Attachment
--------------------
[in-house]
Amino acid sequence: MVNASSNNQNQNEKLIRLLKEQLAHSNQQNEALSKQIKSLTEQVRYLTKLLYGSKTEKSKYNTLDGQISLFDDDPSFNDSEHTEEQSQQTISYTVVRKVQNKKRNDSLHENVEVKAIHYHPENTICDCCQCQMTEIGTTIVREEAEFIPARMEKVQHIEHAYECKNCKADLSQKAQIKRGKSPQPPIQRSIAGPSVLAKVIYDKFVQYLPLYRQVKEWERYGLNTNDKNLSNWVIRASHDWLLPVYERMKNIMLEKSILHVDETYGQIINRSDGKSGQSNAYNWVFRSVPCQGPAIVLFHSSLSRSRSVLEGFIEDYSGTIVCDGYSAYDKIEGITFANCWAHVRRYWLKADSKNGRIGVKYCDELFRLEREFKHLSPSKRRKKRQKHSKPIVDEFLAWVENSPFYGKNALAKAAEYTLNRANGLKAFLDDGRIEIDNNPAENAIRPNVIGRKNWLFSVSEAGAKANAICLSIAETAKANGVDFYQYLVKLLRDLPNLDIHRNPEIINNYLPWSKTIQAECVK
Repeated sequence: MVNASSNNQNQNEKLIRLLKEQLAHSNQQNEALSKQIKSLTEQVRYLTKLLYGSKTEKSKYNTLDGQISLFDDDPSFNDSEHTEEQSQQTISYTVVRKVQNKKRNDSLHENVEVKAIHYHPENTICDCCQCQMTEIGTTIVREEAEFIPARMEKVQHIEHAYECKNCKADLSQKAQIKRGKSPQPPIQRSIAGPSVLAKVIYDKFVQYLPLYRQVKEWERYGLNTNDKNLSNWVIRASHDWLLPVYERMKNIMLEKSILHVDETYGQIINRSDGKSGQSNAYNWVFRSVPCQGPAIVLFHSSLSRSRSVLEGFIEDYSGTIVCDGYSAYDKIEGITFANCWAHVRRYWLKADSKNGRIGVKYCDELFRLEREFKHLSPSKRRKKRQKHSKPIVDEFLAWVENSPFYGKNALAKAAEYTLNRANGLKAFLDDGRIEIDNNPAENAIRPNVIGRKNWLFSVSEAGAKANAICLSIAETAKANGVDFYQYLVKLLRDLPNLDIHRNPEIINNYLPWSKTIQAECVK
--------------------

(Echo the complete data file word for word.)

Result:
[in-house]
Amino acid sequence: MVNASSNNQNQNEKLIRLLKEQLAHSNQQNEALSKQIKSLTEQVRYLTKLLYGSKTEKSKYNTLDGQISLFDDDPSFNDSEHTEEQSQQTISYTVVRKVQNKKRNDSLHENVEVKAIHYHPENTICDCCQCQMTEIGTTIVREEAEFIPARMEKVQHIEHAYECKNCKADLSQKAQIKRGKSPQPPIQRSIAGPSVLAKVIYDKFVQYLPLYRQVKEWERYGLNTNDKNLSNWVIRASHDWLLPVYERMKNIMLEKSILHVDETYGQIINRSDGKSGQSNAYNWVFRSVPCQGPAIVLFHSSLSRSRSVLEGFIEDYSGTIVCDGYSAYDKIEGITFANCWAHVRRYWLKADSKNGRIGVKYCDELFRLEREFKHLSPSKRRKKRQKHSKPIVDEFLAWVENSPFYGKNALAKAAEYTLNRANGLKAFLDDGRIEIDNNPAENAIRPNVIGRKNWLFSVSEAGAKANAICLSIAETAKANGVDFYQYLVKLLRDLPNLDIHRNPEIINNYLPWSKTIQAECVK
Repeated sequence: MVNASSNNQNQNEKLIRLLKEQLAHSNQQNEALSKQIKSLTEQVRYLTKLLYGSKTEKSKYNTLDGQISLFDDDPSFNDSEHTEEQSQQTISYTVVRKVQNKKRNDSLHENVEVKAIHYHPENTICDCCQCQMTEIGTTIVREEAEFIPARMEKVQHIEHAYECKNCKADLSQKAQIKRGKSPQPPIQRSIAGPSVLAKVIYDKFVQYLPLYRQVKEWERYGLNTNDKNLSNWVIRASHDWLLPVYERMKNIMLEKSILHVDETYGQIINRSDGKSGQSNAYNWVFRSVPCQGPAIVLFHSSLSRSRSVLEGFIEDYSGTIVCDGYSAYDKIEGITFANCWAHVRRYWLKADSKNGRIGVKYCDELFRLEREFKHLSPSKRRKKRQKHSKPIVDEFLAWVENSPFYGKNALAKAAEYTLNRANGLKAFLDDGRIEIDNNPAENAIRPNVIGRKNWLFSVSEAGAKANAICLSIAETAKANGVDFYQYLVKLLRDLPNLDIHRNPEIINNYLPWSKTIQAECVK